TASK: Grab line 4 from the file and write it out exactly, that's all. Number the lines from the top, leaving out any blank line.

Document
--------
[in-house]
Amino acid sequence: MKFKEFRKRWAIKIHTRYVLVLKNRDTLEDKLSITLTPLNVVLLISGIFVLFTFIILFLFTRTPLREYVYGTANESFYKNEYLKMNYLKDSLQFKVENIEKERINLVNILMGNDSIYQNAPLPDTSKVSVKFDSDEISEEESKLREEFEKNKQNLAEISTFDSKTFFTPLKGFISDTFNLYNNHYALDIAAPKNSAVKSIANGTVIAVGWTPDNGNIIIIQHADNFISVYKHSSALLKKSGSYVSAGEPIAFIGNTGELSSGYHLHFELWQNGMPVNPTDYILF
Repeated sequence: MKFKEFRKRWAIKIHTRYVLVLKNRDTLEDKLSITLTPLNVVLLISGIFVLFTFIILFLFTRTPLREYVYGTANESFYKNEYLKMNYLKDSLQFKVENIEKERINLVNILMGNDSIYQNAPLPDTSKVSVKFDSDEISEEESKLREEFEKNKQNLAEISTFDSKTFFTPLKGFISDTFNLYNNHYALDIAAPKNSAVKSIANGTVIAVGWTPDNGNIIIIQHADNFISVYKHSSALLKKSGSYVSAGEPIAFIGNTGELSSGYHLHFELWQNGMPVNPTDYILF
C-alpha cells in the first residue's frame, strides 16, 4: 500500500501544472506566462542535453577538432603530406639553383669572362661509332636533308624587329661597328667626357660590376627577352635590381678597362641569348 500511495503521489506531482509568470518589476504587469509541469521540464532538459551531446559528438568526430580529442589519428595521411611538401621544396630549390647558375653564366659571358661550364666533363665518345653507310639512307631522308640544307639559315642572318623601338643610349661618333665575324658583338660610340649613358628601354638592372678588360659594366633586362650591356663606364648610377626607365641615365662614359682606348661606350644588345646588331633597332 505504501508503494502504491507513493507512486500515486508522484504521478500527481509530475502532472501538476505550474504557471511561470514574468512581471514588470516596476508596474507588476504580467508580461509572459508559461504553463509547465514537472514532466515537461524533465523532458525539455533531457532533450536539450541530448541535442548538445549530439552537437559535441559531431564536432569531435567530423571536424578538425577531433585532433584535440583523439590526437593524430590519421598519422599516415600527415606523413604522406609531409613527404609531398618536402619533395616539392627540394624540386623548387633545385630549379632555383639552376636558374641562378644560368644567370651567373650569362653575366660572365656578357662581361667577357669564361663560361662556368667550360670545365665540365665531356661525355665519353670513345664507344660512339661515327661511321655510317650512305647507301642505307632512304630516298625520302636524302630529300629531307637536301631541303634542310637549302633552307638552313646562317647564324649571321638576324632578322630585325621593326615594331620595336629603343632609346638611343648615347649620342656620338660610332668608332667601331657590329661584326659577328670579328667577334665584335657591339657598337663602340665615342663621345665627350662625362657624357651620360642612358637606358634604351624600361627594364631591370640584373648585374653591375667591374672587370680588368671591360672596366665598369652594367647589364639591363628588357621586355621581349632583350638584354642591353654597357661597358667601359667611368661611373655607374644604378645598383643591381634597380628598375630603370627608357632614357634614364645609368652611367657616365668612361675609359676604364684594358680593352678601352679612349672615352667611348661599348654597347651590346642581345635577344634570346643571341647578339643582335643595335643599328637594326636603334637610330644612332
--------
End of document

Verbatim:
C-alpha cells in the first residue's frame, strides 16, 4: 500500500501544472506566462542535453577538432603530406639553383669572362661509332636533308624587329661597328667626357660590376627577352635590381678597362641569348 500511495503521489506531482509568470518589476504587469509541469521540464532538459551531446559528438568526430580529442589519428595521411611538401621544396630549390647558375653564366659571358661550364666533363665518345653507310639512307631522308640544307639559315642572318623601338643610349661618333665575324658583338660610340649613358628601354638592372678588360659594366633586362650591356663606364648610377626607365641615365662614359682606348661606350644588345646588331633597332 505504501508503494502504491507513493507512486500515486508522484504521478500527481509530475502532472501538476505550474504557471511561470514574468512581471514588470516596476508596474507588476504580467508580461509572459508559461504553463509547465514537472514532466515537461524533465523532458525539455533531457532533450536539450541530448541535442548538445549530439552537437559535441559531431564536432569531435567530423571536424578538425577531433585532433584535440583523439590526437593524430590519421598519422599516415600527415606523413604522406609531409613527404609531398618536402619533395616539392627540394624540386623548387633545385630549379632555383639552376636558374641562378644560368644567370651567373650569362653575366660572365656578357662581361667577357669564361663560361662556368667550360670545365665540365665531356661525355665519353670513345664507344660512339661515327661511321655510317650512305647507301642505307632512304630516298625520302636524302630529300629531307637536301631541303634542310637549302633552307638552313646562317647564324649571321638576324632578322630585325621593326615594331620595336629603343632609346638611343648615347649620342656620338660610332668608332667601331657590329661584326659577328670579328667577334665584335657591339657598337663602340665615342663621345665627350662625362657624357651620360642612358637606358634604351624600361627594364631591370640584373648585374653591375667591374672587370680588368671591360672596366665598369652594367647589364639591363628588357621586355621581349632583350638584354642591353654597357661597358667601359667611368661611373655607374644604378645598383643591381634597380628598375630603370627608357632614357634614364645609368652611367657616365668612361675609359676604364684594358680593352678601352679612349672615352667611348661599348654597347651590346642581345635577344634570346643571341647578339643582335643595335643599328637594326636603334637610330644612332